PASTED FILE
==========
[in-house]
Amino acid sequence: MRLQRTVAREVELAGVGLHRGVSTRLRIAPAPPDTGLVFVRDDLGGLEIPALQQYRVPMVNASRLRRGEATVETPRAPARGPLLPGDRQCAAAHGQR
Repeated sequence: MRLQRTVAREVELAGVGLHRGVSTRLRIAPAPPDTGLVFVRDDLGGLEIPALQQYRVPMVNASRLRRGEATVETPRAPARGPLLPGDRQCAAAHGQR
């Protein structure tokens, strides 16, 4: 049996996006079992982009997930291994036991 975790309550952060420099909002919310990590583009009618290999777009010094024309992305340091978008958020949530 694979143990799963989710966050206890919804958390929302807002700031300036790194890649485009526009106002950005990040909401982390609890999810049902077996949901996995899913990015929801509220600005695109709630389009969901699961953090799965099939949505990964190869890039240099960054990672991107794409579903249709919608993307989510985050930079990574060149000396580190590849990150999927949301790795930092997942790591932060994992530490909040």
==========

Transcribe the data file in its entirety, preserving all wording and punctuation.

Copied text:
[in-house]
Amino acid sequence: MRLQRTVAREVELAGVGLHRGVSTRLRIAPAPPDTGLVFVRDDLGGLEIPALQQYRVPMVNASRLRRGEATVETPRAPARGPLLPGDRQCAAAHGQR
Repeated sequence: MRLQRTVAREVELAGVGLHRGVSTRLRIAPAPPDTGLVFVRDDLGGLEIPALQQYRVPMVNASRLRRGEATVETPRAPARGPLLPGDRQCAAAHGQR
């Protein structure tokens, strides 16, 4: 049996996006079992982009997930291994036991 975790309550952060420099909002919310990590583009009618290999777009010094024309992305340091978008958020949530 694979143990799963989710966050206890919804958390929302807002700031300036790194890649485009526009106002950005990040909401982390609890999810049902077996949901996995899913990015929801509220600005695109709630389009969901699961953090799965099939949505990964190869890039240099960054990672991107794409579903249709919608993307989510985050930079990574060149000396580190590849990150999927949301790795930092997942790591932060994992530490909040």